Amanda Partington-Todd is Deputy Director of Adult Social Care at CQC. Here she describes the importance of person-centred care.
In my role as Deputy Director of Adult Social Care, I’m sure it won’t come as a surprise to learn that I think about the adult social care sector and its potential a lot. I know how important high quality and compassionate care is for people and their families. It’s something that we register and assess against. We make sure that people’s voices are heard during the inspection process and in the enforcement of regulations.
As well as doing my best for the people using care every day, I’m also inspired by Nettie, my late maternal grandmother.
Nettie’s life really seemed to start after the age of 65. Despite her age and periods of ill-health, she was always seeking to learn new things. She would help others and be actively involved in her community. Those around her could see the sense of self-worth, value and motivation that these activities gave her.
Just like for Grandma Nettie, ageing and ill-health shouldn’t mean leaving behind things that make us feel part of humanity. Things like connection and contribution. Like learning, caring for others, and having a sense of belonging.
Good care is person-centred. It’s enabling — helping people live their best and fullest lives. Good care takes account of a person’s past, present, and future. It sees people as individuals with a unique history and unique contributions to make.
Earlier this year, I spoke at an event to mark the launch of a new toolkit from the Open University. The toolkit comes from their research into relational care. The team defined this as “recognition that everyone needs somewhere that gives them a feeling of home. A place where they can be secure, comfortable, and have a sense of belonging, control, and ownership.” The research looked at the relationships we have with our homes and the people we share that space with. The toolkit looks at how people who provide care can help create feelings of security and belonging.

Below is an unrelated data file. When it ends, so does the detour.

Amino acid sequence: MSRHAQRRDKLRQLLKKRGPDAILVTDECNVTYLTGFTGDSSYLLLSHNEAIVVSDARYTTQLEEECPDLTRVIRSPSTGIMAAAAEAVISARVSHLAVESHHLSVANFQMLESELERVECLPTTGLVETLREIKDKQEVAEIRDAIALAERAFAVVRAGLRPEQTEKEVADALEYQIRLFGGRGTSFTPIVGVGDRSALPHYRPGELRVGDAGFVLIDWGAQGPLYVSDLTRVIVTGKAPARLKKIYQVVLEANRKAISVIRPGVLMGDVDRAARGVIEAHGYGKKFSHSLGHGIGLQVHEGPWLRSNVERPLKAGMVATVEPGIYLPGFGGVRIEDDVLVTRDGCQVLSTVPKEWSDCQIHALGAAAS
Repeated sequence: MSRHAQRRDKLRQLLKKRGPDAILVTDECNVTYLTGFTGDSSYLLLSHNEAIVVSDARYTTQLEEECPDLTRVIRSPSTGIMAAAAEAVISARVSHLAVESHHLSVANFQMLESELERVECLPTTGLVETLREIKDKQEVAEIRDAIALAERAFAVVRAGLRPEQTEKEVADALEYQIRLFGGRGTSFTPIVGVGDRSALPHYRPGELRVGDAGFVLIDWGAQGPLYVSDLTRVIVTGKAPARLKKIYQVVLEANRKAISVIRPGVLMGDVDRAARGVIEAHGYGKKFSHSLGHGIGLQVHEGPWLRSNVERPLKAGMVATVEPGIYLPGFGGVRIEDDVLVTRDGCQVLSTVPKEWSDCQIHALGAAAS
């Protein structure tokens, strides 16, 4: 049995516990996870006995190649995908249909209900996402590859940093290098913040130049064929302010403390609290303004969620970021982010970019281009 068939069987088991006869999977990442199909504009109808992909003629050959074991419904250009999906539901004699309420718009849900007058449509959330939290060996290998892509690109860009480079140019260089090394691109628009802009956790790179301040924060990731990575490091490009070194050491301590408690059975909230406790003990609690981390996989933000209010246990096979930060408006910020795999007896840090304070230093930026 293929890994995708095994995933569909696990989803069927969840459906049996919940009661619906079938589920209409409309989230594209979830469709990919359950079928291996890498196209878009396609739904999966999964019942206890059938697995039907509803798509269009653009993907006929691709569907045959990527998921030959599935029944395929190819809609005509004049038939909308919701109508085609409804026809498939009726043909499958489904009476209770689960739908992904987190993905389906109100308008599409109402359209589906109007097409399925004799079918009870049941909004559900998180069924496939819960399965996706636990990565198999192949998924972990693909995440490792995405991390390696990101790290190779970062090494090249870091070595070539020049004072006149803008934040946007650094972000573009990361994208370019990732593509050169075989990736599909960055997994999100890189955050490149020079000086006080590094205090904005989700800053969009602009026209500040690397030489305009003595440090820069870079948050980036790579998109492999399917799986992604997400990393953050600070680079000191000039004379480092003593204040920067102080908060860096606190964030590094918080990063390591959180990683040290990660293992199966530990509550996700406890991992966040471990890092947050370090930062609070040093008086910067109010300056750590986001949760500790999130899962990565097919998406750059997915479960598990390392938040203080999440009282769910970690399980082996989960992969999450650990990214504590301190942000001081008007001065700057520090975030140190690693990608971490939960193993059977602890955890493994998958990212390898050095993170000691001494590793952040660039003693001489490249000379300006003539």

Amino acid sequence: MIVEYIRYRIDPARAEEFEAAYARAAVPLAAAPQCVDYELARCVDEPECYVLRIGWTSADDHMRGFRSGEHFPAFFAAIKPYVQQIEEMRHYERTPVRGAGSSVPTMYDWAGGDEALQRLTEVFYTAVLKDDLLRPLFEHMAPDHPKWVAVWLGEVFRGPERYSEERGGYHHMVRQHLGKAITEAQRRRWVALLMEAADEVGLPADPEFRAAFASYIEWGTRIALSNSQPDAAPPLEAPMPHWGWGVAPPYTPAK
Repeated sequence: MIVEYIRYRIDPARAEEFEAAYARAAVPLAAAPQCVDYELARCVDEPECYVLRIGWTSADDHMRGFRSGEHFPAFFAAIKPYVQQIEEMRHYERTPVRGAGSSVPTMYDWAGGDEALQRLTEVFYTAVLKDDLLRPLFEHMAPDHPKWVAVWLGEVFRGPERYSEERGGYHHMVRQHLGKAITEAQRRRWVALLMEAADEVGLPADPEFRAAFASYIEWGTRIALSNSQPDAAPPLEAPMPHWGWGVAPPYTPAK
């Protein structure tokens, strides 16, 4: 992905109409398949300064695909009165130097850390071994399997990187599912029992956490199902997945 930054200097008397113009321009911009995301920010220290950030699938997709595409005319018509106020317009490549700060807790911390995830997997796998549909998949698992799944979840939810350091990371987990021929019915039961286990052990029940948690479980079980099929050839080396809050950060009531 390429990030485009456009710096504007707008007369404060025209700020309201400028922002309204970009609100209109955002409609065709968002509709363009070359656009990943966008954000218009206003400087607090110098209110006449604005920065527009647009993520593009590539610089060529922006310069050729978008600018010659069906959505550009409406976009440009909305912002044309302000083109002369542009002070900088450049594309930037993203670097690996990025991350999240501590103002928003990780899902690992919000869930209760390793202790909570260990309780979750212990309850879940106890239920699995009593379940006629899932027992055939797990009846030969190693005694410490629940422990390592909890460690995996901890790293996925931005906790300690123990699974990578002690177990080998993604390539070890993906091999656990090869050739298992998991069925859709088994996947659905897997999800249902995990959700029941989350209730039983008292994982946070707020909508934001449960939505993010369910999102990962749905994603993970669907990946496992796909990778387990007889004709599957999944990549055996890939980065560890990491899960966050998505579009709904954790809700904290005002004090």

Relational care is a natural progression from person-centred care in that it recognises the importance of mutuality, enabling all participants to be valued and empowered. It looks to prioritise care environments where people feel at home. Relational care is not transactional, flowing in one direction from care giver to receiver, but is where people contribute as much as they can and want to, in the lives of those around them. It’s about encouraging meaningful interdependence in an environment of respect, inclusivity, trust, and nurture.
Some of the best care that we see in our regulatory and inspection work is care that embeds people at its centre. At the launch event, I had the pleasure of meeting the team from care provider, Nightingale Hammerson. Their adoption of a relationship-centred care approach has helped them achieve and maintain an Outstanding rating for Nightingale House in Wandsworth. Nightingale House cares for older Jewish people, many of whom are living with dementia.
I was grateful for the opportunity to visit Nightingale House over the summer and left inspired by the relational care I saw in practice. They treated people not as a checklist of needs to be met but as a whole person with needs for connection, purpose and ambition. Similarly, care staff were enabled and encouraged to form meaningful relationships with each other and with residents. They form part of the atmosphere of trust and support, are valued for their contribution and accepted as individuals.
There was palpable joy and purpose in the inter-generational Shabbat service. Residents and children from the affiliated nursery shared prayer, song and reflection at the end of the week. The residents were active in leading the service and there was genuine warmth between them and the children as they did so. One gentleman commented that he had never had grandchildren of his own and this unique opportunity was particularly meaningful to him.
A dedicated and skilled on-site therapies team offered inspiration and hope to people in meeting their physical goals at any age, no matter how big or small. There were also continuous opportunities for the local community to be involved in their work. Whether that was their Research, Innovation and Community engagement team leading the conversation on care home research or offering their therapy services to the wider community. It felt less like a nursing home and more like a vibrant community hub with residents at the centre.
It was the sort of place that Grandma Nettie would have loved, either as a community volunteer or as a resident if she ever needed it. I could see her running a competitive game of Mahjong in one of the many lounges to choose from or taking pride in her appearance after an important visit to the hair salon.
Becoming a resident of a care or nursing home can be a scary thing for people, families and carers to navigate. It can sometimes feel like an ending. An end to independence, purpose and contribution. Places like Nightingale House, that adopt a relational care or relationship-centred care approach, show us that being in receipt of care need not be an ending, but a beginning. A beginning of new opportunities, new experiences, new relationships and revived intentions for one’s future.
I left with a question. How can CQC encourage innovation and adoption of care philosophies which improve outcomes and experiences for people?
It’s a question I will keep asking as we deliver on one of our key strategy ambitions to accelerate improvement. We’re in a unique position to shine a spotlight on opportunities for the whole sector to improve. We’ll use our various levers for improvement internally and externally to achieve this aim.